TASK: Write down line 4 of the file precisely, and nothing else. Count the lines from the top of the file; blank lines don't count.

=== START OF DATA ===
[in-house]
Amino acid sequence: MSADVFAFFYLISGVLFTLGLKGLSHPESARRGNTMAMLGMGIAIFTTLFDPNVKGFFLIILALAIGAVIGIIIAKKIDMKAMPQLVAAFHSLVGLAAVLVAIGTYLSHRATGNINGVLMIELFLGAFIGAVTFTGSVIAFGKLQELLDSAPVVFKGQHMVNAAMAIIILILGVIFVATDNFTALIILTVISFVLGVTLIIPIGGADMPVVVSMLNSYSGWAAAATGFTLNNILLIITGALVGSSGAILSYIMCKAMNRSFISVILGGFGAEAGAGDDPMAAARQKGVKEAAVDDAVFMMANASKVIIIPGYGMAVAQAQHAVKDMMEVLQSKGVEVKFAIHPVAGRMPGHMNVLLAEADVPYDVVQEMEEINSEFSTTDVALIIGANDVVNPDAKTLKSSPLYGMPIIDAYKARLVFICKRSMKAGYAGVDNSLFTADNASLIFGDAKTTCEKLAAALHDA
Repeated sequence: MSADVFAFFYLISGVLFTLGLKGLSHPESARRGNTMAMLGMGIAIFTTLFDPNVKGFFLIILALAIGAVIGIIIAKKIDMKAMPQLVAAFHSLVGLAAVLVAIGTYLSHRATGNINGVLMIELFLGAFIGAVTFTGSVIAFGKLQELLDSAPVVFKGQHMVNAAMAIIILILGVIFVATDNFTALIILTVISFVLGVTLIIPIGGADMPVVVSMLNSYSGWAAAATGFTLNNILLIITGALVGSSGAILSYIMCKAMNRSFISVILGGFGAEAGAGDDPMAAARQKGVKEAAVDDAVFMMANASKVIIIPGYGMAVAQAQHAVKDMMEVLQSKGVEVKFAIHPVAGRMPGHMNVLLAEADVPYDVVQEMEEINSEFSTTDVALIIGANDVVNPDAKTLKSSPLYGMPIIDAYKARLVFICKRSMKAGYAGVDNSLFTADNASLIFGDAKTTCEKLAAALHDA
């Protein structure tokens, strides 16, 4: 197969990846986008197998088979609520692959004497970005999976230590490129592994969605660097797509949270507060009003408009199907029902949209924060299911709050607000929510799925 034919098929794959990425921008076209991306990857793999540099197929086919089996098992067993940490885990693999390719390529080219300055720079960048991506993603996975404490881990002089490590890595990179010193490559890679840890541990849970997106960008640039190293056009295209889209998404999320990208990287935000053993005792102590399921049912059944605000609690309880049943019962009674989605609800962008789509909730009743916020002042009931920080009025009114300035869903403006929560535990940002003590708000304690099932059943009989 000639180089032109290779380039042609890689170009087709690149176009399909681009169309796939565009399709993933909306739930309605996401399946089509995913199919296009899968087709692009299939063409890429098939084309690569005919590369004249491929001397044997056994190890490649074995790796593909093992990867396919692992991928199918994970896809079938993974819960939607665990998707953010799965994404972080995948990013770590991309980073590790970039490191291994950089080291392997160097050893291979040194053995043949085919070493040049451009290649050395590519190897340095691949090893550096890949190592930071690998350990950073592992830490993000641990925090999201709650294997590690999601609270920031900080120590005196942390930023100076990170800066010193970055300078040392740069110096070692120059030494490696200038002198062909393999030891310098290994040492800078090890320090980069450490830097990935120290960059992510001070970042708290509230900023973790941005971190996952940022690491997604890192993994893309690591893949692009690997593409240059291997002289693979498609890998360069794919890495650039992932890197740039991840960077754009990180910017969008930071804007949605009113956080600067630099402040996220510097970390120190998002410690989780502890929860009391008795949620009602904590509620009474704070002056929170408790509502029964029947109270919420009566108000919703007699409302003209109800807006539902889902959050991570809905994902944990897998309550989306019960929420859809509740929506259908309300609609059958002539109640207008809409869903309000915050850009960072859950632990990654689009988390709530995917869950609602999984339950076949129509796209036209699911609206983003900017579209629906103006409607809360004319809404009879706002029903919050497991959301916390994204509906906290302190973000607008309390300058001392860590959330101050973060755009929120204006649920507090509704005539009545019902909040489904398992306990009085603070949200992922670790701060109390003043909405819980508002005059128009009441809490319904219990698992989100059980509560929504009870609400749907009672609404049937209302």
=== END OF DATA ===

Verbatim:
């Protein structure tokens, strides 16, 4: 197969990846986008197998088979609520692959004497970005999976230590490129592994969605660097797509949270507060009003408009199907029902949209924060299911709050607000929510799925 034919098929794959990425921008076209991306990857793999540099197929086919089996098992067993940490885990693999390719390529080219300055720079960048991506993603996975404490881990002089490590890595990179010193490559890679840890541990849970997106960008640039190293056009295209889209998404999320990208990287935000053993005792102590399921049912059944605000609690309880049943019962009674989605609800962008789509909730009743916020002042009931920080009025009114300035869903403006929560535990940002003590708000304690099932059943009989 000639180089032109290779380039042609890689170009087709690149176009399909681009169309796939565009399709993933909306739930309605996401399946089509995913199919296009899968087709692009299939063409890429098939084309690569005919590369004249491929001397044997056994190890490649074995790796593909093992990867396919692992991928199918994970896809079938993974819960939607665990998707953010799965994404972080995948990013770590991309980073590790970039490191291994950089080291392997160097050893291979040194053995043949085919070493040049451009290649050395590519190897340095691949090893550096890949190592930071690998350990950073592992830490993000641990925090999201709650294997590690999601609270920031900080120590005196942390930023100076990170800066010193970055300078040392740069110096070692120059030494490696200038002198062909393999030891310098290994040492800078090890320090980069450490830097990935120290960059992510001070970042708290509230900023973790941005971190996952940022690491997604890192993994893309690591893949692009690997593409240059291997002289693979498609890998360069794919890495650039992932890197740039991840960077754009990180910017969008930071804007949605009113956080600067630099402040996220510097970390120190998002410690989780502890929860009391008795949620009602904590509620009474704070002056929170408790509502029964029947109270919420009566108000919703007699409302003209109800807006539902889902959050991570809905994902944990897998309550989306019960929420859809509740929506259908309300609609059958002539109640207008809409869903309000915050850009960072859950632990990654689009988390709530995917869950609602999984339950076949129509796209036209699911609206983003900017579209629906103006409607809360004319809404009879706002029903919050497991959301916390994204509906906290302190973000607008309390300058001392860590959330101050973060755009929120204006649920507090509704005539009545019902909040489904398992306990009085603070949200992922670790701060109390003043909405819980508002005059128009009441809490319904219990698992989100059980509560929504009870609400749907009672609404049937209302």